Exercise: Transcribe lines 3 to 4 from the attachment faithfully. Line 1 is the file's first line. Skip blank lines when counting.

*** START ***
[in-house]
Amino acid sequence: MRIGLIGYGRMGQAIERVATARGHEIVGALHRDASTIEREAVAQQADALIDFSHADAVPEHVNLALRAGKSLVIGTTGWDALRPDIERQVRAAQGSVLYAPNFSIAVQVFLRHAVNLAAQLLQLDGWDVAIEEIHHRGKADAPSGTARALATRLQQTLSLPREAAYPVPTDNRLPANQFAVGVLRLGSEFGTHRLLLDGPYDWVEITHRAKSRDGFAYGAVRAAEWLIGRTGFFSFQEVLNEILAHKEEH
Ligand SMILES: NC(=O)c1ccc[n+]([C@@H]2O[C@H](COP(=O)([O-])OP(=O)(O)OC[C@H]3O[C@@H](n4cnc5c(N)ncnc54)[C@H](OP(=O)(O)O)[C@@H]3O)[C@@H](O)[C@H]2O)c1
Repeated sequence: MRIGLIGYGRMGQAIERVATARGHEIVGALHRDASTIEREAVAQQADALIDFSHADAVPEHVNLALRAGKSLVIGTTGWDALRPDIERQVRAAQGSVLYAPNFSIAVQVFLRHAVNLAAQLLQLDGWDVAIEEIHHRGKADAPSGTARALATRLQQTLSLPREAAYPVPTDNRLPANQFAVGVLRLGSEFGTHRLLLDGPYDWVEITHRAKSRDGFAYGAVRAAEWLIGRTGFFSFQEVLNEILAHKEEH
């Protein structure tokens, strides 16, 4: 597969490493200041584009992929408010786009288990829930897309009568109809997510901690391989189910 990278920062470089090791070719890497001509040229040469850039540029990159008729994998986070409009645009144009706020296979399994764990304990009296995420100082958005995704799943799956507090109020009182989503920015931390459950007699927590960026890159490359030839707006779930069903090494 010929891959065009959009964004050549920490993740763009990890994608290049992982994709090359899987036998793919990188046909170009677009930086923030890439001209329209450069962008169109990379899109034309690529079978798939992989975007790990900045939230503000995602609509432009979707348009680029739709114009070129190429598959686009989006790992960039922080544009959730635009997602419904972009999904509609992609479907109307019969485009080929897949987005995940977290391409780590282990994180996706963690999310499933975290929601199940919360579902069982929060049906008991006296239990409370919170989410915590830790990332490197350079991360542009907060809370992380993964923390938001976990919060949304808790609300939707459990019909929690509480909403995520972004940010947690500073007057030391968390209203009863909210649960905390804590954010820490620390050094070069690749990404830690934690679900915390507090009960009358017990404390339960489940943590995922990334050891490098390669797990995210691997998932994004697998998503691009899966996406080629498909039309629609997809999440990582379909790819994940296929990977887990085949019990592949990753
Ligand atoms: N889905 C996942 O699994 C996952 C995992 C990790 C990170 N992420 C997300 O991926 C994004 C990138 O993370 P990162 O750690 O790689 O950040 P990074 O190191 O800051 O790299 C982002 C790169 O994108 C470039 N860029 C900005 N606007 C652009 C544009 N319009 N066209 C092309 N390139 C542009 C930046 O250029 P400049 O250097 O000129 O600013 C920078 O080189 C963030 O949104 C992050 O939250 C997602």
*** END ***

Ligand SMILES: NC(=O)c1ccc[n+]([C@@H]2O[C@H](COP(=O)([O-])OP(=O)(O)OC[C@H]3O[C@@H](n4cnc5c(N)ncnc54)[C@H](OP(=O)(O)O)[C@@H]3O)[C@@H](O)[C@H]2O)c1
Repeated sequence: MRIGLIGYGRMGQAIERVATARGHEIVGALHRDASTIEREAVAQQADALIDFSHADAVPEHVNLALRAGKSLVIGTTGWDALRPDIERQVRAAQGSVLYAPNFSIAVQVFLRHAVNLAAQLLQLDGWDVAIEEIHHRGKADAPSGTARALATRLQQTLSLPREAAYPVPTDNRLPANQFAVGVLRLGSEFGTHRLLLDGPYDWVEITHRAKSRDGFAYGAVRAAEWLIGRTGFFSFQEVLNEILAHKEEH